Re: Oracle Streams and Uniqueness
Date: Mon, 10 Nov 2008 11:57:37 -0500
Assuming the application doesn't "care" about uniqueness, you can probably assess the impact on various DML statements. For INSERTS, I'm guessing you're somehow making sure you don't get duplicates, or you don't care about them. In those cases, Streams should faithfully replicate the duplicates. For UPDATES and DELETES it becomes problematic, as Streams tries to generate row-by-row change statements, so it needs to uniquely identify the rows. This, of course, isn't how you probably specified the original command -- you want to work on a SET, not on the individual ROWS, so you don't care which rows get handled as long as the SET you've identified gets handled correctly. I'm not sure if Streams cares about how many rows get DELETED / UPDATED -- although I think it cares if the rows exist or not to begin with. Curious -- are you getting errors in the apply logs or are you still at the conceptual phase in working with Support?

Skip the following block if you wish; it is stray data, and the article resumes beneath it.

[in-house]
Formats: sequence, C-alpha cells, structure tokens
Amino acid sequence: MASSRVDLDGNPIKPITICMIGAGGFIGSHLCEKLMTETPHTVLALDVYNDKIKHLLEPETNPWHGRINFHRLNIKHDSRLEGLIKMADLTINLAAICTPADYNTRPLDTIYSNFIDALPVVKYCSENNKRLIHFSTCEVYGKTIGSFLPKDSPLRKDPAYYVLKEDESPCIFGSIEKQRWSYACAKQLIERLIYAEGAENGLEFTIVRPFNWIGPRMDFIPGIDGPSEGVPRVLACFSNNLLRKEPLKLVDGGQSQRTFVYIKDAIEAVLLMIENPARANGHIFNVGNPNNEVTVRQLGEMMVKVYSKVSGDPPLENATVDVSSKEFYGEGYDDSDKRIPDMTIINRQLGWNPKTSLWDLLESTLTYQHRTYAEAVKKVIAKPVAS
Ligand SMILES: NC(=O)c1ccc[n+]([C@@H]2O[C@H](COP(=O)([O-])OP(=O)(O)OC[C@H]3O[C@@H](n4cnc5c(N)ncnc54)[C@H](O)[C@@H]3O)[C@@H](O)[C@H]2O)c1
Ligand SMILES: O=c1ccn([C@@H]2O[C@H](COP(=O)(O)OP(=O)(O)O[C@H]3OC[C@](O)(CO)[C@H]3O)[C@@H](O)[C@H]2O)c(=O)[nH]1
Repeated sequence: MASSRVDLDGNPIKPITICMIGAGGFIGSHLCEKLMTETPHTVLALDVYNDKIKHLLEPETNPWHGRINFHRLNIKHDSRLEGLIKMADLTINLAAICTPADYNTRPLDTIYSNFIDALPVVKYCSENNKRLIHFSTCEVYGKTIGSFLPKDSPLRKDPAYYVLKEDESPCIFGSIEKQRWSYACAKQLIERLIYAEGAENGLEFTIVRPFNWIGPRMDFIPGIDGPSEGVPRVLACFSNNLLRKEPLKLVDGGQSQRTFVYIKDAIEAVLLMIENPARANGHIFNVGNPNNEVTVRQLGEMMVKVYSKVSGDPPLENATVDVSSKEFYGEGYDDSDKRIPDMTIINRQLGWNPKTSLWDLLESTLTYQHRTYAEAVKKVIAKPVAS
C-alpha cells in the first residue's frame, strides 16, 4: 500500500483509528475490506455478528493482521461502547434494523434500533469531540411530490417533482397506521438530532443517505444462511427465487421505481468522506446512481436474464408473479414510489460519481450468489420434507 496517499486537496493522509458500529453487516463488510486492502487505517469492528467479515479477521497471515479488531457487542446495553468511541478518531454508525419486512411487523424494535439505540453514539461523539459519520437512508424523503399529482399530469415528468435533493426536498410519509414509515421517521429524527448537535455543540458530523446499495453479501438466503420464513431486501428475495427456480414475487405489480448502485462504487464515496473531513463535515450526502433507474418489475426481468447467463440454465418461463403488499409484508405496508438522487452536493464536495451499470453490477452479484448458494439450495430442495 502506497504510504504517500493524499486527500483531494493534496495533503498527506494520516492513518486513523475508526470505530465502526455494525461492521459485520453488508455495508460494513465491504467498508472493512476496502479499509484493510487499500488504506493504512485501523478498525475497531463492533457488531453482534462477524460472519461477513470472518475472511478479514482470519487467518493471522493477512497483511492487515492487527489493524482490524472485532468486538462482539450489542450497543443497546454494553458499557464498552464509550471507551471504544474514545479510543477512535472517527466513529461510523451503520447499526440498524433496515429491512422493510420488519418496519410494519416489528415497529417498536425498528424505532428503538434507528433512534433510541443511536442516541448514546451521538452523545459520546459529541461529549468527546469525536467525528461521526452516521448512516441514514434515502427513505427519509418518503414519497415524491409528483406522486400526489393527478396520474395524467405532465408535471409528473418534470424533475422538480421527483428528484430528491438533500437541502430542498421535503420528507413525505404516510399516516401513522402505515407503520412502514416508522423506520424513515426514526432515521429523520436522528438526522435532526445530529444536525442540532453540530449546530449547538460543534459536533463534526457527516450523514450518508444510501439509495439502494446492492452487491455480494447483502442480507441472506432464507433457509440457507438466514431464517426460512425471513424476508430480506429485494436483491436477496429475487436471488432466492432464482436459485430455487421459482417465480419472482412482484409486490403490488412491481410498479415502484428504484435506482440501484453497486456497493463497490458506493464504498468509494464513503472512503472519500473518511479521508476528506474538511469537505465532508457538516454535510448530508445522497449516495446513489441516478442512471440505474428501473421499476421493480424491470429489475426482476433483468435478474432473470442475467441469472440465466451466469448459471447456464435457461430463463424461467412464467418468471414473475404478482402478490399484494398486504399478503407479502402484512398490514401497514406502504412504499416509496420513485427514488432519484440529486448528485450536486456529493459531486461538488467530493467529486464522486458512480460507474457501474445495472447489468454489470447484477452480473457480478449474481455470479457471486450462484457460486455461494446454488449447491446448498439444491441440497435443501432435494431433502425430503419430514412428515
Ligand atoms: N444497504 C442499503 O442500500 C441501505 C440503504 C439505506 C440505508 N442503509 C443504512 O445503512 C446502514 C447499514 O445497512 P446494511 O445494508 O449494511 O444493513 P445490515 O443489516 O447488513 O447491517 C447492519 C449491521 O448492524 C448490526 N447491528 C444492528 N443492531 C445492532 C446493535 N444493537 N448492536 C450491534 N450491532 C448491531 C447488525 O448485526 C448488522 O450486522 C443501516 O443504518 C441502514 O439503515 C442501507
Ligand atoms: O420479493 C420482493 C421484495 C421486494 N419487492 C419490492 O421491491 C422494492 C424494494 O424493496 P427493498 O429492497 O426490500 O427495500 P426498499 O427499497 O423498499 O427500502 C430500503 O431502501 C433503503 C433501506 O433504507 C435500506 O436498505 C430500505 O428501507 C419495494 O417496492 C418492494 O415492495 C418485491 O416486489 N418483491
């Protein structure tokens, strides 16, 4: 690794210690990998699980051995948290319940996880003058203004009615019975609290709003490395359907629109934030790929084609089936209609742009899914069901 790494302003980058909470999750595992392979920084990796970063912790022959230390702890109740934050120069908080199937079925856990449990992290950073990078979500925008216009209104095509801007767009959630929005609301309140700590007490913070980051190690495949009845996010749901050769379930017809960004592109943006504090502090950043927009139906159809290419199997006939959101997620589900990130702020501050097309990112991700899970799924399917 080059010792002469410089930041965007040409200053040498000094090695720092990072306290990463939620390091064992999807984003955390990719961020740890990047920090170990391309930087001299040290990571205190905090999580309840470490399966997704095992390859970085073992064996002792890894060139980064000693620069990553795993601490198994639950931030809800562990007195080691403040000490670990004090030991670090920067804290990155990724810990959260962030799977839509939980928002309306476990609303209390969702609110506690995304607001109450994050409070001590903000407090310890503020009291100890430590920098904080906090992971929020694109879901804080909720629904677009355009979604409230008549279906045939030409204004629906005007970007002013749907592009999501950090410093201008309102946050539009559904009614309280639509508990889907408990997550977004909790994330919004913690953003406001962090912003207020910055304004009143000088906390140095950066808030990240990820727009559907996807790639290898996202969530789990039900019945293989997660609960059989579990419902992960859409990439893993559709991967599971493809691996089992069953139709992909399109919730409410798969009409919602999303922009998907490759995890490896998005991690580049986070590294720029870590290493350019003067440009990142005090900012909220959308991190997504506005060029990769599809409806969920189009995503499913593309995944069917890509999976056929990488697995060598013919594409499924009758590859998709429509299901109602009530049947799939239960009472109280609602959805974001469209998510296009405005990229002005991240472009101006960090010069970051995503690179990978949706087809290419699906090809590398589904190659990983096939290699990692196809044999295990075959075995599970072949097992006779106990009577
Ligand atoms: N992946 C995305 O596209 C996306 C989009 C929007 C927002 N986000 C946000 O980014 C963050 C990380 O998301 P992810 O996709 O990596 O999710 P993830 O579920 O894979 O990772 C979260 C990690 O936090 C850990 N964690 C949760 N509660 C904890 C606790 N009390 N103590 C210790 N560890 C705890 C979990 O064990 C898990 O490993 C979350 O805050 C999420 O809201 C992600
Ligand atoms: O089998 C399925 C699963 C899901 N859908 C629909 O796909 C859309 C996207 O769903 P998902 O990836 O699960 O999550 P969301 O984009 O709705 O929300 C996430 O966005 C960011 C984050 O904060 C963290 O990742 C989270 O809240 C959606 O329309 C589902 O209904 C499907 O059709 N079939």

Back in the days of Advanced Replication (pre-Streams), we supported the idea of Procedure Replication -- a way for you to replicate a procedure call instead of relying on the row-by-row triggers. In the procedure call, you'd signal the triggers NOT replicate the row-by-row changes and the Procedure Call would be sent -- that simulated the SET command. I'm not sure if Streams has this concept.
All of this gets really hairy if you're allowing multiple sites to do DML, since it screams data corruption and conflict.
On Mon, Nov 10, 2008 at 9:21 AM, Niall Litchfield < niall.litchfield_at_gmail.com> wrote:
> I am being told by a support analyst at Oracle re Streams that
> Oracle must be able to identify uniquely and match corresponding rows at
> So each table in a Streams environment should have a primary key, unique
> key constraints or a substitute key.
> This in addition to supplemental logging. Is this correct? If so, surely
> this implies that streams is only useful in environments where tables are
> guaranteed (by Oracle or the application(s) running against it) to be
> unique. This seems a somewhat significant real-world disadvantage to me,
> based on the applications that I see. I guess I sort of hoped that Oracle
> might have used the ROWID to generated the LCR (in a way that I fully admit
> I have spend no time at all thinking about).
> Niall Litchfield
> Oracle DBA
-- Dominic Delmolino -- http://www.freelists.org/webpage/oracle-lReceived on Mon Nov 10 2008 - 10:57:37 CST